Do you ever encourage your kids to play in the dirt? It is certainly no fun as a parent to have to clean up muddy children after they have been rolling around outside, but now scientists tell us that getting dirty can actually be good for our well-being. According to the National Wildlife Federation’s The Dirt on Dirt pamphlet, “Making direct contact with soil, whether through gardening, digging for worms, or making mud pies, has been shown to improve mood, reduce anxiety, and facilitate learning.” And this advice isn’t just for our kids–we can benefit from soil as well.
Research on Soil Benefits
The secret is in the microscopic bacteria found naturally in soil. Believe it or not, the discovery that soil could improve mental health was made by accident. In 2004, Dr. Mary O’Brien, an oncologist in London, published a paper with unexpected results. After injecting lung cancer patients with a common soil bacterium called Mycobacterium vaccae (not live) to see if it could prolong their life, she found that it significantly improved their mood and quality of life. Her patients reported feeling happier and more energetic. This spurred additional research over the years.
A few years later, neuroscientist Dr. Christopher Lowry injected Mycobacterium vaccae into mice and observed them during a series of stress tests. The mice injected with the bacteria showed less stressed behavior than other mice. Lowry and his team explained that the bacteria activated neurons in the brain responsible for producing serotonin. This interaction is very similar to how antidepressants work and how we feel more positive emotions after physical exercise. In addition, the neurons that lit up were related to the immune response, suggesting a connection between the immune system and emotional health. Lowry’s research also found that eating the bacteria could result in the same benefits. He went on to conduct follow-up studies over the years that confirm the positive effect of the bacteria on mental health.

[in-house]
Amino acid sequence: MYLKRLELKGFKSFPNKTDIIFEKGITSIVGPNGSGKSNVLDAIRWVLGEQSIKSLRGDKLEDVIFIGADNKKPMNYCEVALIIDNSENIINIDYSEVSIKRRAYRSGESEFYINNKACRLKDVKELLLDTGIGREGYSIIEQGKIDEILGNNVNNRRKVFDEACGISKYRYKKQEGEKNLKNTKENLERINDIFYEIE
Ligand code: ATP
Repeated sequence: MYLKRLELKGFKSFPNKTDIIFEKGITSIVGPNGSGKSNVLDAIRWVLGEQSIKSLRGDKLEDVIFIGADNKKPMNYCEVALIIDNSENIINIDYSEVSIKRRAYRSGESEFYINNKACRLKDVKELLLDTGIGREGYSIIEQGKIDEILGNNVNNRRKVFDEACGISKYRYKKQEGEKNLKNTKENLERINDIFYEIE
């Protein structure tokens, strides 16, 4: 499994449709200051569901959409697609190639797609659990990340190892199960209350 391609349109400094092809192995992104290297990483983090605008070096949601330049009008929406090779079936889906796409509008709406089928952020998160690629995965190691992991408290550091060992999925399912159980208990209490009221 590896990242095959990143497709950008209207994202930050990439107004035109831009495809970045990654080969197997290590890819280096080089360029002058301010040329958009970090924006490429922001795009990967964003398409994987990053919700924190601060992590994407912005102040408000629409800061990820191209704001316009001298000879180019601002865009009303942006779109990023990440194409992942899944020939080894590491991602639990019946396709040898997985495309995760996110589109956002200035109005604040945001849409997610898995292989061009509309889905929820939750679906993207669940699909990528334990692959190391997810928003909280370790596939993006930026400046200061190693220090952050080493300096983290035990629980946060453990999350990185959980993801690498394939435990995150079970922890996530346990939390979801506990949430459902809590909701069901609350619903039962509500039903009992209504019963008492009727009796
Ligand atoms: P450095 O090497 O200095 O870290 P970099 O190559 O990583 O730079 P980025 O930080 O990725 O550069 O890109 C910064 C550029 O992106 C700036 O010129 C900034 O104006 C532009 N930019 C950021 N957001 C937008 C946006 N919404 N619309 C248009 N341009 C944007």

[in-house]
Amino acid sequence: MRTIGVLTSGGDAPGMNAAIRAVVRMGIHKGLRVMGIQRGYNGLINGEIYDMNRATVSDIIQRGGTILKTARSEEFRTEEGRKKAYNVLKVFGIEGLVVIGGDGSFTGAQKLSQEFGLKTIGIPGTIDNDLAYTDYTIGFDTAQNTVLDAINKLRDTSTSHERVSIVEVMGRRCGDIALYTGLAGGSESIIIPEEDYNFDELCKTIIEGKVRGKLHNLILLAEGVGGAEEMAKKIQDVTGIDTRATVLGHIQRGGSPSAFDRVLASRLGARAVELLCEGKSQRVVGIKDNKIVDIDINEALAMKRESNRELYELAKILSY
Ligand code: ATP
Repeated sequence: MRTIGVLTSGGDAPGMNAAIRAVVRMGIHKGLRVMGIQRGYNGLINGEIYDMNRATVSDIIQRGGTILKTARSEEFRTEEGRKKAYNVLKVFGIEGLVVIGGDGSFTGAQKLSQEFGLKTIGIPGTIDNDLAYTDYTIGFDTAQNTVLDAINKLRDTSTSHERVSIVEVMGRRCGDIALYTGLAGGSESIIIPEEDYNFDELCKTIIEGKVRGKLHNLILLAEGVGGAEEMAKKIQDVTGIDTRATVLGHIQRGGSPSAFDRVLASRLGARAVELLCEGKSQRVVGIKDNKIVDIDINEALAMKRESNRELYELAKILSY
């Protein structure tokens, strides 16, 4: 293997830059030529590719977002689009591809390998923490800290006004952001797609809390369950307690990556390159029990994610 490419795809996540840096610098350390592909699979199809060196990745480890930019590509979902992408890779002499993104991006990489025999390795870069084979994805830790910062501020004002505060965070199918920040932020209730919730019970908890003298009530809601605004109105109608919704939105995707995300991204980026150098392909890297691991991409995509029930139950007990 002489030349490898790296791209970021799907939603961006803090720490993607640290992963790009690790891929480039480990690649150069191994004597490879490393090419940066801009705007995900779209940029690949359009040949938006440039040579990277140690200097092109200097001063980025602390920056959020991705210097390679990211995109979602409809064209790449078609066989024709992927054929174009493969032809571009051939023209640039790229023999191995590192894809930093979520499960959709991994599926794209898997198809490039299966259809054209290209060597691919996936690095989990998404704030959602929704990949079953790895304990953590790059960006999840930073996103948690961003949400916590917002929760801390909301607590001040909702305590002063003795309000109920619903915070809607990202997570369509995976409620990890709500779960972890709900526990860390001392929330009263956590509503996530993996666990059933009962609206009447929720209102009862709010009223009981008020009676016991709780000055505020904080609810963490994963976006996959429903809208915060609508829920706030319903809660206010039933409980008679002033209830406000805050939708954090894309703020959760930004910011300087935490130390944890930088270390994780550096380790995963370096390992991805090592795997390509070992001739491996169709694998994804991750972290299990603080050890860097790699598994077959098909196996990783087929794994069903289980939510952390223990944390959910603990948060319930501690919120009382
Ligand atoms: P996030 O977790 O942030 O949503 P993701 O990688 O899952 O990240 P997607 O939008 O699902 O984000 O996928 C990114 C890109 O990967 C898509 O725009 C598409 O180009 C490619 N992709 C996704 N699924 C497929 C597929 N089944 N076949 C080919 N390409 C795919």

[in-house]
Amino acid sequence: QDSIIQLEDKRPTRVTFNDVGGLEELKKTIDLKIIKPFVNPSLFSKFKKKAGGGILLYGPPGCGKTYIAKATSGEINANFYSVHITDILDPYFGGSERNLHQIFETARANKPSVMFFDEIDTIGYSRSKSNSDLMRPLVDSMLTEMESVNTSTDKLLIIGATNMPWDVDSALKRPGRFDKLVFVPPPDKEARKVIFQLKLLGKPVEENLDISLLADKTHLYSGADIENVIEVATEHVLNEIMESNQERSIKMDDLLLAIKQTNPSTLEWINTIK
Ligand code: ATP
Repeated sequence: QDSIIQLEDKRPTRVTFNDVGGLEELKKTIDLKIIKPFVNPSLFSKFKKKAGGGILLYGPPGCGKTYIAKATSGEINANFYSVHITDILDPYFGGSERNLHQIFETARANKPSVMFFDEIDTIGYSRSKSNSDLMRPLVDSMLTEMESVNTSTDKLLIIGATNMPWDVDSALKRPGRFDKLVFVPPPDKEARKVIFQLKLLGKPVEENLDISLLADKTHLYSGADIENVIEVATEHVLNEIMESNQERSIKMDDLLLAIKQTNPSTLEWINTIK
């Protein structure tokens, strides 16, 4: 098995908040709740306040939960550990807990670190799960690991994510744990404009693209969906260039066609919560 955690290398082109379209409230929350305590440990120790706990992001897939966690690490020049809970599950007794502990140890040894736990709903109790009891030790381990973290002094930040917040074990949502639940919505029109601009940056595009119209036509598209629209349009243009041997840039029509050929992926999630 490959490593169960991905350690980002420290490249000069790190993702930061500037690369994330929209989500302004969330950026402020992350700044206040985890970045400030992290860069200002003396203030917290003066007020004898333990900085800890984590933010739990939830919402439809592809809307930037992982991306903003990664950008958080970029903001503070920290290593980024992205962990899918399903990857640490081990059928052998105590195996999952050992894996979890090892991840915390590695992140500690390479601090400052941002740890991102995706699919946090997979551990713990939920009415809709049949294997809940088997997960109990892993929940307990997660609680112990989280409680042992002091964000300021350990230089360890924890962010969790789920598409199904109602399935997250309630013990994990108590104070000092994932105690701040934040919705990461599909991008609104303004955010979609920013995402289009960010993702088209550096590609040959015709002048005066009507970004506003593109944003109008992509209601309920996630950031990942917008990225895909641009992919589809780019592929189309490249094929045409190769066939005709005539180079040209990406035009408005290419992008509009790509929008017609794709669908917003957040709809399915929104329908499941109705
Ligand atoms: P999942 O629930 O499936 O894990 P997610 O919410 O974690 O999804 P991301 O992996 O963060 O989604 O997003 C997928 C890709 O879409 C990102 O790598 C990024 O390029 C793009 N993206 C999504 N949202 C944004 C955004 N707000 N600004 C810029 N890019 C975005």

An intriguing study in 2020 found that playing in a forest-like environment can alter children’s microbiome in a positive way. Daycares in Finland created such an environment by rolling out a lawn, planting forest undergrowth, and having the children care for crops in planter boxes. As a result, the diversity of microbes in their guts and on their skin was healthier after about a month. Compared to other children in the city who play in standard urban daycares with schoolyards made of pavement, tile, and gravel, these children had more diversity in their microbiome, which is linked to a healthier immune system. Also, their intestinal microbiota was similar to children visiting a forest.
What This Means for Us
It is believed that we can take in Mycobacterium vaccae by touching the soil, eating trace amounts of it on garden vegetables, and even breathing it in. The bacteria are known to thrive in typical backyard gardens or anywhere soil is enriched with organic matter. As much of society has moved away from an agricultural lifestyle to spend the majority of time indoors, we have lost contact with the microorganisms we need in our gut to help regulate our immune system. This puts us at higher risk for inflammatory disease and mental health issues like anxiety.
Activities to Engage with Soil
We can easily use this information about the mental health benefits of soil to help our family feel happier and calmer. Spending time reconnecting to the earth can improve our overall health and well-being. Here are some ways to engage with soil:
- Create a family garden in your backyard. If digging an entire garden in your backyard sounds intimidating, consider starting slow by growing a few herbs on your windowsill or one vegetable at a time in a large flowerpot. Just be sure to still touch and connect with the soil in the pots.
- If you do not have the room or desire to create a garden in your backyard, collaborate with a neighbor or purchase a plot at a local community garden to tend.
- Look for opportunities to volunteer in a local school, hospital, or community garden.
- Join a local gardening club or start one in your community.
- Volunteer at a local farm to help plant, pick, and water the produce.
- Try some earthing on the soil. Also known as grounding, earthing involves standing or walking barefoot on the ground. The goal is to walk barefoot while paying close attention to the soles of your feet as they connect with the earth’s surface.
Want to discover more nature activities to help you and your family feel happier and calmer? Check out my new book, Finding Ecohappiness: Fun Nature Activities to Help Your Kids Feel Happier and Calmer.